Similarly, Intizar Hussain’s thoughts are hailed for breaking “the linear chronology of events and the horizontal movement of time to capture and encapsulate the ephemeral world of childhood with all its fantasies and enchantments”. Mehr deserves real praise for the selection of the works. For instance, she resists the easy temptation of reproducing an extract from Godan or Ghaban while talking of Premchand. Instead, she opts for Nirmala, keeping in mind the social didactics of the time.

Surprise selection

The same story is iterated in her collection of poets in the poetry and prose miscellany section. True, there is the predictable presence of the likes of Iqbal, Hasrat Mohani, Firaq Gorakhpuri, Majaz, and later Faiz Ahmad Faiz and Ali Sardar Jafri, but the inclusion of Nun Mim Rashid is interesting. Often denied his due by posterity, Nazar Muhammad Rashid, who preferred to be called by his Urdu initials, Nun Mim, makes his presence felt with Hasan Kuzahgar or “Hasan the Potter”. Of course, she is aided by some fine translation by M.A.R. Habib and Richard Cohen, but to give Mehr her due, she is close to impeccable in her selection here. The same yardstick is used for Faiz, whose timeless Subh-e-Azadi (Dawn of Freedom), talking of the Partition and independence pangs is reproduced. Of course, many remember Faiz with “Mujhse pehli si mohabbat mere mehboob na maang”. Not so Mehr.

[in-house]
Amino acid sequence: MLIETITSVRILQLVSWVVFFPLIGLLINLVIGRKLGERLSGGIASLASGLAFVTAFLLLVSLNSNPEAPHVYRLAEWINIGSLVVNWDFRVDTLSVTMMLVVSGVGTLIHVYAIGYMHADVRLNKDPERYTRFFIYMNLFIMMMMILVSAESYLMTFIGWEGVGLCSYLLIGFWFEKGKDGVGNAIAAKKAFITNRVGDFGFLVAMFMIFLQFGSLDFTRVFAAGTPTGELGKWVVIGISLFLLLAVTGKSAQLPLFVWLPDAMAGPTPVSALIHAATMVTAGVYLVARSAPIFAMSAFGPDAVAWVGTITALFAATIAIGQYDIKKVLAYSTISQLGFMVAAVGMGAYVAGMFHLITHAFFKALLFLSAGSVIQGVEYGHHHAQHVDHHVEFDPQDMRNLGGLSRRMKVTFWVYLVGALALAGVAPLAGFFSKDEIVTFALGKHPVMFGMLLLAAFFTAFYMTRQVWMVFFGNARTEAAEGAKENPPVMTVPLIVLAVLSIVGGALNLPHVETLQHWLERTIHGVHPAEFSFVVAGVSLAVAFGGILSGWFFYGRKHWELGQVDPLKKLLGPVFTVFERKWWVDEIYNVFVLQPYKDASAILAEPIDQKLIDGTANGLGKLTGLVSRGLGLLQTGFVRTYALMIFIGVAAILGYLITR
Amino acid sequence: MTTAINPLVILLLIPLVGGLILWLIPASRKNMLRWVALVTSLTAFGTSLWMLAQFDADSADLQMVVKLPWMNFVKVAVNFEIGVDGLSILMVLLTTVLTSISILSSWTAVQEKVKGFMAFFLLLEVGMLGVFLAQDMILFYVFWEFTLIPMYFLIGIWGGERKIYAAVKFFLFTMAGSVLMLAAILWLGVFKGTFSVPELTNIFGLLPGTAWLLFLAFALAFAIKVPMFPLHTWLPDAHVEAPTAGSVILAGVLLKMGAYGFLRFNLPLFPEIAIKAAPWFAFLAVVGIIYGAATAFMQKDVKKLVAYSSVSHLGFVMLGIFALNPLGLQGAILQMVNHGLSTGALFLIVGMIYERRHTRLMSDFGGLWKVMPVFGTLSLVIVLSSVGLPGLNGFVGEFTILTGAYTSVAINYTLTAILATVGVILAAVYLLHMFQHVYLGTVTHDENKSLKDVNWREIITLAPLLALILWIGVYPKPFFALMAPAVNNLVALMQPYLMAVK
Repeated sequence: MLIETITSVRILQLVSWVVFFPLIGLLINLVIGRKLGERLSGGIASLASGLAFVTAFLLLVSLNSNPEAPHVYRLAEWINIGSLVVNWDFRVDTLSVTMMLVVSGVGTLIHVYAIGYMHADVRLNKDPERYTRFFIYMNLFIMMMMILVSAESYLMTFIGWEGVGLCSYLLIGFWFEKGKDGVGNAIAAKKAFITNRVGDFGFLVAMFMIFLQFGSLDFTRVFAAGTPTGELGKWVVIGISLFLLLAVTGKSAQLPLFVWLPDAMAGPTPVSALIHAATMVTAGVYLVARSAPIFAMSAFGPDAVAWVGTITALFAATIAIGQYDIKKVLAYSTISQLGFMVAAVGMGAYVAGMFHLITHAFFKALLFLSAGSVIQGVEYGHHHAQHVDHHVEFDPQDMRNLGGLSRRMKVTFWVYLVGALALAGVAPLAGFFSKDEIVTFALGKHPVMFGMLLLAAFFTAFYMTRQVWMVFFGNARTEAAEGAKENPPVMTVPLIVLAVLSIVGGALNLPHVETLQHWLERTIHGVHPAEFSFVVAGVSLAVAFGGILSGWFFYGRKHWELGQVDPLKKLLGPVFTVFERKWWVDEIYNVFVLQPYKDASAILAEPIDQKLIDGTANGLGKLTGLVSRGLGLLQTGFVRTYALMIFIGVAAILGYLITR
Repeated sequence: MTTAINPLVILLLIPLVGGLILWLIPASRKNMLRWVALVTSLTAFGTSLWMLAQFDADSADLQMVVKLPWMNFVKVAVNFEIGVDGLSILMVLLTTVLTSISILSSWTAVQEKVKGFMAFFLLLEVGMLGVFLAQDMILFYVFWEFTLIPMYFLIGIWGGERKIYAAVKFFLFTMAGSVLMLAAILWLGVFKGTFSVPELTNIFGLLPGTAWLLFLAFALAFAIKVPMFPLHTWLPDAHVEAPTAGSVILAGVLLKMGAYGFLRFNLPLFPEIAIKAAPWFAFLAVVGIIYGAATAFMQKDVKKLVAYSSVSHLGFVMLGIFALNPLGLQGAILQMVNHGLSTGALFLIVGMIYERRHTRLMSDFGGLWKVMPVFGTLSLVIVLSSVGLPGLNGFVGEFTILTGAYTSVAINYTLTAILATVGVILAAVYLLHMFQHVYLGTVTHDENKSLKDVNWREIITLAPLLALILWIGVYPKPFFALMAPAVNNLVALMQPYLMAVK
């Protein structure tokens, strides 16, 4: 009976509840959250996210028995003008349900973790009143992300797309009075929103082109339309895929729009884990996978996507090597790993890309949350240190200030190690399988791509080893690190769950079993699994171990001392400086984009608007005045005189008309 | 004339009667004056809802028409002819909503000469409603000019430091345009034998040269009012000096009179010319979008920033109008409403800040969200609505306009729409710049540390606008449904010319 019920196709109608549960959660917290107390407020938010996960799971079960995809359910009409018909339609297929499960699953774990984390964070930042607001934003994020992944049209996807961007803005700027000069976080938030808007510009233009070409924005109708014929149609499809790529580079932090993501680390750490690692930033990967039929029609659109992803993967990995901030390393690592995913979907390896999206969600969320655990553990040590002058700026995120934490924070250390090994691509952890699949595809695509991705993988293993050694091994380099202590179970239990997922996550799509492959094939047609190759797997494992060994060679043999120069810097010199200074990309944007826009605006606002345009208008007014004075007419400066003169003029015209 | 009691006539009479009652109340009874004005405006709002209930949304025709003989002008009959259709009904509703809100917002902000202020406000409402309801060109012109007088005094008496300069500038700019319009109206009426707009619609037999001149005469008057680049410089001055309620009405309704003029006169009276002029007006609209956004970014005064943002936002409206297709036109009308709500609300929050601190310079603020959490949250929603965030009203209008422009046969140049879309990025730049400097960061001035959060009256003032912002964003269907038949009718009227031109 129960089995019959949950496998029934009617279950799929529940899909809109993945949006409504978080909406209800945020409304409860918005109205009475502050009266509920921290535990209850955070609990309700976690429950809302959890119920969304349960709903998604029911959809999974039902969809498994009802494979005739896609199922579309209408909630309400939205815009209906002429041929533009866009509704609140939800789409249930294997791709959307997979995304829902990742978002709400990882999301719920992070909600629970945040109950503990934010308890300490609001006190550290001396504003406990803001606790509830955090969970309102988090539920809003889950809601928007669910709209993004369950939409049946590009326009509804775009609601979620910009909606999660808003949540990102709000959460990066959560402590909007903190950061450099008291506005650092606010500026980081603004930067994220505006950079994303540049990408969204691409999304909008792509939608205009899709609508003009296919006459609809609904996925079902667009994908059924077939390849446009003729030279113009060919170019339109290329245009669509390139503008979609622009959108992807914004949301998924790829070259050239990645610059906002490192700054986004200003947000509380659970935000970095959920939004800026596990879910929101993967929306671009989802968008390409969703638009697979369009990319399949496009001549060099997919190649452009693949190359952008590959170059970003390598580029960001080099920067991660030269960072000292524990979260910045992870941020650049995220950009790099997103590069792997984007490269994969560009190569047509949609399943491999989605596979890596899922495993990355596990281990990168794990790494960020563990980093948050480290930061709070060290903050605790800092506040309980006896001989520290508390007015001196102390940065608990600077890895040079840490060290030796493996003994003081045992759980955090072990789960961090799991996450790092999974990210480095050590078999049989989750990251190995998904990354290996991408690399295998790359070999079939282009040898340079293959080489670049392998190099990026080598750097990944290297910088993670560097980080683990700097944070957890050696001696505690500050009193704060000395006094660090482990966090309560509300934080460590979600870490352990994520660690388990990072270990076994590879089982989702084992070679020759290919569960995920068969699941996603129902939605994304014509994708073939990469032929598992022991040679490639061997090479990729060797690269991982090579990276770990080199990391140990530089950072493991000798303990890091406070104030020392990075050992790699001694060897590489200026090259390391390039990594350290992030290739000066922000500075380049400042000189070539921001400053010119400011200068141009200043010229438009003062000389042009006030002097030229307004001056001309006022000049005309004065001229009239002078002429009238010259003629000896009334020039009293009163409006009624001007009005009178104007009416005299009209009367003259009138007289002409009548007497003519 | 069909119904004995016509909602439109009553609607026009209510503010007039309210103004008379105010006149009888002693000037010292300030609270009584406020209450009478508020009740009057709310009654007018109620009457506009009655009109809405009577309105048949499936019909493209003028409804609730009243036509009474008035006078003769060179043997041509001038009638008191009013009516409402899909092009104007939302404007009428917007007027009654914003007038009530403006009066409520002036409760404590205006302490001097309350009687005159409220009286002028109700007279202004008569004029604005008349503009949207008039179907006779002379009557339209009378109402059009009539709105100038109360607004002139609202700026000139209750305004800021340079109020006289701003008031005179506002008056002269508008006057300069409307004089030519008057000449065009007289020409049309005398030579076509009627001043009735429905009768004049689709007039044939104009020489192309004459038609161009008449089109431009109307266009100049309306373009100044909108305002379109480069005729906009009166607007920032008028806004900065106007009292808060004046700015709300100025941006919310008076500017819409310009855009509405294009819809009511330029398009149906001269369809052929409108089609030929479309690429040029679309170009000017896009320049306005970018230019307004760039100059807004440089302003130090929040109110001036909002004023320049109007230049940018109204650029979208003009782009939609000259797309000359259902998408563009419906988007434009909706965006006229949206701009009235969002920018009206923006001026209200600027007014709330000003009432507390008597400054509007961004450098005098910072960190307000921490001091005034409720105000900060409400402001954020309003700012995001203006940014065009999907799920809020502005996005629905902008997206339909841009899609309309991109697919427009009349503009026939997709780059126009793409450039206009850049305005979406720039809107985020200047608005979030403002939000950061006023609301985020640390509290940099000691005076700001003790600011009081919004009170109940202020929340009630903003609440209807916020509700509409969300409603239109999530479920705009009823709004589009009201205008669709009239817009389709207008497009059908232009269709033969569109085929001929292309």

Therein lies her credit. Even when compiling a detailed anthology, she resists easy stereotypes. Never given to playing to popularity charts, the work is a scholarly exercise. Lots of patience and research has gone into it. The introductions for each writer, brief without being incomplete, are quite interesting. The translations, in most cases, are up to the mark too. It is a body of Urdu work in English not easy to find given the progress of the wheel of time. Now all it needs is a dispassionate, discerning reader to gauge its true worth.

Z.U.S.